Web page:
The Rise and Fall of American Christianity | Sojourners

The Rise and Fall of American Christianity

Stuart Monk /
Stuart Monk /

The recently released Pew Research Center Report has revealed that Christianity within the United States is on the decline. Christians are freaking out and the fear mongering has begun — many seeing it as an apocalyptic sign of the moral downfall of our secular society coinciding with a theological weakening caused by “liberalism.”

Everyone seems to have an explanation of the data, and among Christians, the infighting has already begun, with most denominations rationalizing their growth, decline, or stagnancy by offering the same explanation: We’re theologically sound and remaining faithful to God while everyone else is getting it wrong.

What Christians must understand — and accept — about these statistics is that religious data about a country doesn’t accurately reflect its corporate actions pertaining to following Christ.

For example, in 1948, 91 percent of Americans identified as Christian (Protestant [69 percent] and Catholic [22 percent]) according to Gallup polling.

Here’s what else was happening in 1948:

Segregation was still widely practiced and racism was everywhere. It would still be another five years before Rosa Parks refused to give up her seat on a bus and six years before Brown v. Board of Education.

The Cold War had begun and the Red Scare was sweeping the nation, inspiring fear, anger, and trepidation. People, organizations, and institutions who voiced dissent, criticism, and non-conformist views were portrayed as traitors — wrongfully persecuted due to widespread panic and political fanaticism.

Women were the victims of inequitable social, professional, and religious practices and expectations. Largely excluded from leadership positions, receiving unfair wages, and forced into specific gender roles, a largely “Christian” culture refused to empower women and maintained an unhealthy “status quo.”

Nearly two decades later — in 1965 — an astounding 93 percent of the United States population identified as Christian. But again, the sixties were hardly representative of a “Christian nation.”

Racism was still prevalent (despite two decades of being “Christian”) and the Civil Rights movement was fighting to establish equality among a nation still struggling with assumptions, biases, bigotry, oppression, injustice, and sheer hatred.

The country was becoming more heavily involved in Vietnam.

The Watts riots reflected major social and racial upheavals happening throughout urban areas.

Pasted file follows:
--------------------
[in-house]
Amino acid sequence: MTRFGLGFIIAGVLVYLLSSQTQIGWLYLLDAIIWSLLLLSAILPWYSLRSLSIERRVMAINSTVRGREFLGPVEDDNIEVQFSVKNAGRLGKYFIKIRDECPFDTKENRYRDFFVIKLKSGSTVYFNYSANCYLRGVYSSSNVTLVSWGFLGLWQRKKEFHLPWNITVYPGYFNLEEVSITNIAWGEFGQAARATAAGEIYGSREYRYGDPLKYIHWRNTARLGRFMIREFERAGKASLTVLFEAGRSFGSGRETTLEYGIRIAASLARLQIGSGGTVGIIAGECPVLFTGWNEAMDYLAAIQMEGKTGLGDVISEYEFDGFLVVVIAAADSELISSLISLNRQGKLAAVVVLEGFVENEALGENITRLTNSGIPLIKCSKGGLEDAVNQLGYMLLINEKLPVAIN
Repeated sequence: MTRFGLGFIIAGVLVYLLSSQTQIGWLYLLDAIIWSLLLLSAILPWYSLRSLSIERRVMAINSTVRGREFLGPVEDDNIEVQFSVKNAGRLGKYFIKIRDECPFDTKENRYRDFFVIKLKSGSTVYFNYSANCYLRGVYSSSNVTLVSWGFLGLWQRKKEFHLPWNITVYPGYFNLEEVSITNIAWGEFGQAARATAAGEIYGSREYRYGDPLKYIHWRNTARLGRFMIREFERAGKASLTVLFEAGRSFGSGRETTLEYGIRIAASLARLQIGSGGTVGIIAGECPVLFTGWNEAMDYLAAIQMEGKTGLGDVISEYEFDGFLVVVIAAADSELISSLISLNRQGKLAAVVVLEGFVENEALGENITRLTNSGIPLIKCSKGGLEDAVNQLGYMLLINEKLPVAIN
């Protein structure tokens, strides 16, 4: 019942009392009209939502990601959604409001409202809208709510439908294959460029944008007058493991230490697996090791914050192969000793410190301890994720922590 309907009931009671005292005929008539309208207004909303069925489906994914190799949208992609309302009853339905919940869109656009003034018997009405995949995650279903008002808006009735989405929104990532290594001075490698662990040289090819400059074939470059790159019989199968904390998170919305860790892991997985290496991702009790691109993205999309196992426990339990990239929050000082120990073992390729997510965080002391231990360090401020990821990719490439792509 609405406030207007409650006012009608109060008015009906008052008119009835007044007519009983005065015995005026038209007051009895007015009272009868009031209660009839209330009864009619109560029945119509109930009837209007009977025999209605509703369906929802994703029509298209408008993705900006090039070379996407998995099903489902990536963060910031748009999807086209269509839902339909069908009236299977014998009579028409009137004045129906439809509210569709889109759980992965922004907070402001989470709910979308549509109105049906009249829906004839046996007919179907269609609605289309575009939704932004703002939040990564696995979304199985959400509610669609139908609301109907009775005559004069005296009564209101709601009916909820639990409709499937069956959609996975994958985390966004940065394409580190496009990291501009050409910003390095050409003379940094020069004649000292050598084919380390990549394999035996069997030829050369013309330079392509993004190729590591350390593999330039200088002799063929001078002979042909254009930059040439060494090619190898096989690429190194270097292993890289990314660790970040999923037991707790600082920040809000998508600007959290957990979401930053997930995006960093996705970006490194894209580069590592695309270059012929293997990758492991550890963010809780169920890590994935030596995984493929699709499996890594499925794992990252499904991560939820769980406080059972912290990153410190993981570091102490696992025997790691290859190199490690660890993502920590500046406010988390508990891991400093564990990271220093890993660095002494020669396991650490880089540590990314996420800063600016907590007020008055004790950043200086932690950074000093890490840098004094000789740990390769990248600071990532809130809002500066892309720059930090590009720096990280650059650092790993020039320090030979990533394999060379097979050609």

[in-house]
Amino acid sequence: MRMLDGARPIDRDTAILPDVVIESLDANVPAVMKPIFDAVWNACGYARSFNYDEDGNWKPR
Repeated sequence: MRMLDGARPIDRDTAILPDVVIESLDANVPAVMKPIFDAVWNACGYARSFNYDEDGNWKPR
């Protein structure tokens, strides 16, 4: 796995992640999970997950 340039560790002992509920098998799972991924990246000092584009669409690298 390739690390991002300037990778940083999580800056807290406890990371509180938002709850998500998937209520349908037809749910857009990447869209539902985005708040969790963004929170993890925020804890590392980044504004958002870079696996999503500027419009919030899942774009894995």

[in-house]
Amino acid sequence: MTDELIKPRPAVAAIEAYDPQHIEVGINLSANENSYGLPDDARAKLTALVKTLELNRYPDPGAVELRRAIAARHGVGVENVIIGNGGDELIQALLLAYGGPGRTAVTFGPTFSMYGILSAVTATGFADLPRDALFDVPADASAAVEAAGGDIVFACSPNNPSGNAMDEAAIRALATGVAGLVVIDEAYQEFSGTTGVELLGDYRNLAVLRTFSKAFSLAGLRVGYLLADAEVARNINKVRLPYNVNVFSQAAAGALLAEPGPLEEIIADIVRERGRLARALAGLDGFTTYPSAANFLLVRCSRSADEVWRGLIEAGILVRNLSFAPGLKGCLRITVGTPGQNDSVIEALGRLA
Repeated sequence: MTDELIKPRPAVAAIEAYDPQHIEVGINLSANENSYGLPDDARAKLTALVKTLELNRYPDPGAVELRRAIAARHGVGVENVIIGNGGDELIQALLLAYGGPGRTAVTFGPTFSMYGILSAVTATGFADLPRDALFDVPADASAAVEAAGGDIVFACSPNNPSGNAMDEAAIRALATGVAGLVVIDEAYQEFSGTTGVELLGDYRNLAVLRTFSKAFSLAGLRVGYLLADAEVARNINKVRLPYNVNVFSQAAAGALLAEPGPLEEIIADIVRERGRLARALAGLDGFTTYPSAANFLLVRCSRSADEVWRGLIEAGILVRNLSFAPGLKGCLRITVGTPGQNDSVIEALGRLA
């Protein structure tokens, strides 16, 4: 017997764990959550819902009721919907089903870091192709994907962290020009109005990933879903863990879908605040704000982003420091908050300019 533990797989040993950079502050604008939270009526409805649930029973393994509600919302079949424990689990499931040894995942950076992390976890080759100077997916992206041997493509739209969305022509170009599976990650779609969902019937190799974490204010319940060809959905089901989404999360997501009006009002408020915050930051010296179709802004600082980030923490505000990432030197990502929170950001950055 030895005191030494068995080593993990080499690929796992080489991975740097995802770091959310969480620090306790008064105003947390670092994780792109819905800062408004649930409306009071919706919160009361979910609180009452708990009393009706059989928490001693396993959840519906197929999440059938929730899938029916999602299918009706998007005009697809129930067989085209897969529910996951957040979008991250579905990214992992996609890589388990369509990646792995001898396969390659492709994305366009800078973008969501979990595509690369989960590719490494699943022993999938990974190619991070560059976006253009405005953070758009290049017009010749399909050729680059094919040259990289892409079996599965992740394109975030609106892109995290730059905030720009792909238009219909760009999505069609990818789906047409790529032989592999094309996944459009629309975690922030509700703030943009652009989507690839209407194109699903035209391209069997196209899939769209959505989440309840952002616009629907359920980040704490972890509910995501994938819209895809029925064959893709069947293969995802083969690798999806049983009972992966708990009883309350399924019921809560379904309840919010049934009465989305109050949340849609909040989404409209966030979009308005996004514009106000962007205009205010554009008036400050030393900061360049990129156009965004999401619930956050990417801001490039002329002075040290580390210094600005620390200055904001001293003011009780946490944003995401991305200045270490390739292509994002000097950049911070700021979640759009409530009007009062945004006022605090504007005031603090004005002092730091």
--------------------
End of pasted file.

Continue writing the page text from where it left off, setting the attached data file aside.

The drug revolution was coinciding with a sexual movement that embraced “free love” and rejected the traditional idea of marriage. Culture was becoming radicalized, with social and political activism often turning violent — instigated by both citizen groups and government entities alike.

Although we’ve established a nostalgic appreciation and patriotism for those times, neither era was an especially glorious time in our history, and few would want to replace the current state of our society with what it was like in the past.

The point is that while the percentage of Christians in America was near its highest — the moral state of our society was far from “Christian.”

In many ways, today’s America is more Christian than at any previous moment in its history! Slavery and segregation has been abolished, gender inequality is on the decline, the wage gap has decreased, church communities are more diverse than ever, and people’s rights and opportunities related to education, jobs, and opportunities are better than ever (but there’s still a long way to go).

For Christians, the most worrying aspect about the Pew Research Report shouldn’t be that Christianity is declining, but that the population of those claiming to be Christian hasn’t historically affected the nation in a very Christ-like way.

For a faith based upon following the example of Jesus — who brought healing, restoration, empowerment, peace, forgiveness, justice, and love wherever he went — the statistics for when Christianity had the largest majority of the population within the U.S. unfortunately correlates with some of our country’s most racist, unfair, violent, and inhumane moments.

So before we lament the decrease of “Christianity” and mourn its death within America, maybe we should be hopeful that this is an opportunity for followers of Christ to actually act like Jesus — becoming a Christian nation for possibly the very first time.

Stephen Mattson blogs at He's contributed for Relevant Magazine, , and studied Youth Ministry at the Moody Bible Institute. He is now on staff at the University of Northwestern – St. Paul, Minn. Follow him on Twitter @mikta.

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